Becoming the Boss' Pet
"Say 'thanks'" is another piece of advice to the lovelorn employee. A study by the University of Southern California shows "expressing thanks for your boss' feedback -- even if it's negative -- can make them feel warmer towards you."
I'm afraid I can't embrace this advice. If you say thanks to all the negative feedback dumped on you, you'll never have time for the appropriate responses -- tears, hair-pulling and holding your breath until you turn red.
Setting "stretch goals" is yet another suggestion from the Harvard Business School. (Better withdraw that application to Harvard Business School. With all the research these Harvard people do, it couldn't leave much time for toga parties.)
Stretch goals "go beyond what others thought were possible."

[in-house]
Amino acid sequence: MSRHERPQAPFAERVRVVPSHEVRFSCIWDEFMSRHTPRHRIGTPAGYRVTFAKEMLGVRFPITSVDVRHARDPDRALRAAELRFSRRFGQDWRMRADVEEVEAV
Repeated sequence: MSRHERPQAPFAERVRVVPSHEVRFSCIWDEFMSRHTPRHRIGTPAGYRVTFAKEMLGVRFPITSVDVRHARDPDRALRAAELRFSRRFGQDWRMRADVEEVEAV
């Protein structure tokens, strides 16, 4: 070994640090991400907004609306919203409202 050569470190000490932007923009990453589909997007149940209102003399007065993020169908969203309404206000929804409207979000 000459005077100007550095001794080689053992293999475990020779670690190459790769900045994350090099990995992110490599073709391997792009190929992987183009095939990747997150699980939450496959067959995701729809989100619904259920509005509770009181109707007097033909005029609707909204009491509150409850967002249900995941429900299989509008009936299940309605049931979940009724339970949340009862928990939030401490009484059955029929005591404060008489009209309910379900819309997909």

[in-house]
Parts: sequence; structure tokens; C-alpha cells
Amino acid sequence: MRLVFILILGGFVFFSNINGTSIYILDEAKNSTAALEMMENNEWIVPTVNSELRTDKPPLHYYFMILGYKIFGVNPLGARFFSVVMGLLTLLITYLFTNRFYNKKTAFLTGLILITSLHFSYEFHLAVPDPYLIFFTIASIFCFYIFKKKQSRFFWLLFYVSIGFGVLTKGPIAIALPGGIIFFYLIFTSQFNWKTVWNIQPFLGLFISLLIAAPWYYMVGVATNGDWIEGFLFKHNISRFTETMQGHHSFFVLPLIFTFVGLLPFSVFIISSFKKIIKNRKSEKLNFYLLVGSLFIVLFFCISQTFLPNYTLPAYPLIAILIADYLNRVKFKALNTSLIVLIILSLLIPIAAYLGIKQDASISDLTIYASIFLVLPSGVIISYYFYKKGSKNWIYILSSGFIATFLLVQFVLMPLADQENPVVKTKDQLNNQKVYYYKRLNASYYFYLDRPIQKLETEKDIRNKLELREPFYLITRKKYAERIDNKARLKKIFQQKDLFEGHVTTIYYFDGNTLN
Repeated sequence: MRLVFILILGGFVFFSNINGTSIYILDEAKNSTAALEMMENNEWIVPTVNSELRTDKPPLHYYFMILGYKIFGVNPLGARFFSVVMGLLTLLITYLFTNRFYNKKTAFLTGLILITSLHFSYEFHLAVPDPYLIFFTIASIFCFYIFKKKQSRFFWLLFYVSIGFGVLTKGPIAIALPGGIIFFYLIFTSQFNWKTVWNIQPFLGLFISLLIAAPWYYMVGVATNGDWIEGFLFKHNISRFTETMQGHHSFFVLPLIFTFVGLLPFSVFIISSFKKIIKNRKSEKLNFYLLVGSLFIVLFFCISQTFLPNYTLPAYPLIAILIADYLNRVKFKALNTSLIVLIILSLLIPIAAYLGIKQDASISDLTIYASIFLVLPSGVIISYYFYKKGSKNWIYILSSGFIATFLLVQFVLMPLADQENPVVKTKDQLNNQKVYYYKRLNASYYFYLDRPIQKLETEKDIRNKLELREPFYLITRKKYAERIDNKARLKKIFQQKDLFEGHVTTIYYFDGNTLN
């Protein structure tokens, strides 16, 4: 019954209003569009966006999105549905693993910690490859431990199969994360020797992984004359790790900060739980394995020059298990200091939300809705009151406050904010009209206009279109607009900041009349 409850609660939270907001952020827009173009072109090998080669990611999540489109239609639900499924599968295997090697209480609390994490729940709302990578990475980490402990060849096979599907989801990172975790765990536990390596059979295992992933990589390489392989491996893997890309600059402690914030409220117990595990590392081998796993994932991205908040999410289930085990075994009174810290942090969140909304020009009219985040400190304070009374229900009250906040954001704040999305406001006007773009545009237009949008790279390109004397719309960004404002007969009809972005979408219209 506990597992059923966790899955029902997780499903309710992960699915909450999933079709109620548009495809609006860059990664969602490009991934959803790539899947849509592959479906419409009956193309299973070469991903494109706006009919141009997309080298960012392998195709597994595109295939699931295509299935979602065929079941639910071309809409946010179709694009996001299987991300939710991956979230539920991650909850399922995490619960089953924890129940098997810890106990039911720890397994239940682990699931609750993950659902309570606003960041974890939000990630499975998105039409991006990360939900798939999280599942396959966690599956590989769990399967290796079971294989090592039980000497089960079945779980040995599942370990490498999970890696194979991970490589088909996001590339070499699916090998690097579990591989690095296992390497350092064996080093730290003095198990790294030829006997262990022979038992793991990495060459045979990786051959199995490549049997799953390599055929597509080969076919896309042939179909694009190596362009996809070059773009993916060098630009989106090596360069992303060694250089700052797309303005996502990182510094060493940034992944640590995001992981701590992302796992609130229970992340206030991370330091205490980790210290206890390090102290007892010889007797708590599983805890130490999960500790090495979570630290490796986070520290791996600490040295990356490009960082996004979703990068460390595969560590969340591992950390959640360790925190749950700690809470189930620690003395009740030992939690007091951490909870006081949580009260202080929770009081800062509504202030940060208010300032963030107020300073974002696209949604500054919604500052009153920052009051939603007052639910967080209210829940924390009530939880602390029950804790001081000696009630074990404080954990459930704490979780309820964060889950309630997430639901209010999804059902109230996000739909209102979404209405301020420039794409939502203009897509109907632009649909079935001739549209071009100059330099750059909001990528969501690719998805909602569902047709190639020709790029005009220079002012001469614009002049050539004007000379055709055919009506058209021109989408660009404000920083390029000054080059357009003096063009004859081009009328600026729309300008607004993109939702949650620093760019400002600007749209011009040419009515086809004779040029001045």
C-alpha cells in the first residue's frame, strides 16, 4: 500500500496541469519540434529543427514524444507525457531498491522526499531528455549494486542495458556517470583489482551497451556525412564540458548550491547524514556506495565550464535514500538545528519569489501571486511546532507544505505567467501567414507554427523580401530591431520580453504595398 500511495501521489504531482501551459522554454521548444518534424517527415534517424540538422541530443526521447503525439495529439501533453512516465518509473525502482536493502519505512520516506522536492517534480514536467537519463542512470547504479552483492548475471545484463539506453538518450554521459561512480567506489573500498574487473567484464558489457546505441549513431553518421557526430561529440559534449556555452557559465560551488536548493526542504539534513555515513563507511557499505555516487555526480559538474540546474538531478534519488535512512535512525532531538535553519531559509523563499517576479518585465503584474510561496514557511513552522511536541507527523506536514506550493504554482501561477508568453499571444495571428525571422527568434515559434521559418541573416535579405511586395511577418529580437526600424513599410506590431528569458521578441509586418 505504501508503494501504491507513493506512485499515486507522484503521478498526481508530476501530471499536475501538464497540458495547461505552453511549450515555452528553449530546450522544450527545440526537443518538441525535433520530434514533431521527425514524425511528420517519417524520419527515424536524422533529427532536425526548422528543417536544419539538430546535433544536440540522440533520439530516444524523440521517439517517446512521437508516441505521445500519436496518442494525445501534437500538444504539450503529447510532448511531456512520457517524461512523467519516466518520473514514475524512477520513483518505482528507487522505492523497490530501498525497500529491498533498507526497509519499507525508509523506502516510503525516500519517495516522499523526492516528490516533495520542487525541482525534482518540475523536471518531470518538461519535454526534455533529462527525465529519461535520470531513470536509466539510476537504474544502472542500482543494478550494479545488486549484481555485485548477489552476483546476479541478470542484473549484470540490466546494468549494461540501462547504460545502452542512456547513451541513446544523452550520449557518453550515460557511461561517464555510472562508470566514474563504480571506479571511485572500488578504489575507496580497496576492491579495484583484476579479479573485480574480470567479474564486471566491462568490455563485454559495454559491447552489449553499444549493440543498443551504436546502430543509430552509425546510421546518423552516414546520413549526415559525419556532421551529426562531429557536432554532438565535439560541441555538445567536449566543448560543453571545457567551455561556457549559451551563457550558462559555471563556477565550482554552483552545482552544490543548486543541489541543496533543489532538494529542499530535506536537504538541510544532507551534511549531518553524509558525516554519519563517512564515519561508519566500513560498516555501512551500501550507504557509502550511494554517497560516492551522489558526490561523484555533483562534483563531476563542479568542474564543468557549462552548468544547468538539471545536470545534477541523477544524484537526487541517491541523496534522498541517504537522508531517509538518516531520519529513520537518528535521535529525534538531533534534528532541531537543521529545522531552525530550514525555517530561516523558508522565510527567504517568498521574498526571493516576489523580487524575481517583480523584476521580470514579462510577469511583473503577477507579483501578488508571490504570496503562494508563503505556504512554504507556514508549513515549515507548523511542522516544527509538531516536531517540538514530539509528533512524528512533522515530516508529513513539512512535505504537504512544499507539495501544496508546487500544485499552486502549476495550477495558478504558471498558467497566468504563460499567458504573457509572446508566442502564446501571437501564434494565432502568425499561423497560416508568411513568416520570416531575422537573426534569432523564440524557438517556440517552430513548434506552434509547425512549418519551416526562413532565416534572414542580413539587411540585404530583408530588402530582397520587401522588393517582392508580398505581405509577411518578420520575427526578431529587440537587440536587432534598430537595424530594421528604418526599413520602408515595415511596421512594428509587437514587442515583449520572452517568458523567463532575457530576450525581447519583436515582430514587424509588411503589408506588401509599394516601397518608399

Setting such goals is indeed easy peasy. You could promise to actually finish an assignment on deadline, or spend an entire day at your desk without screaming warnings of a zombie attack.
Surprisingly, another way to become the boss' No. 1 squeeze is to take all your vacation days. Another study published in the Harvard Business Review (where else?) suggests that "working yourself to death doesn't necessarily lead to success."
The idea here is that taking all your vacation time is likely to leave you with "increased creativity post-break." This, in turn, will make your boss go gaga for you.
If true, why not push it to the limit? Take your vacation time and multiply by five. With any luck, you could be gone for so long that the boss forgets you are even on the team.
Now, that's something your boss can do that really deserves a "thanks."
Bob Goldman was an advertising executive at a Fortune 500 company, but he finally wised up and opened Bob Goldman Financial Planning in Sausalito, California. He now works out of Bellingham, Washington. He offers a virtual shoulder to cry on at email@example.com. To find out more about Bob Goldman, and read features by other Creators Syndicate writers and cartoonists, visit the Creators Syndicate webpage at www.creators.com.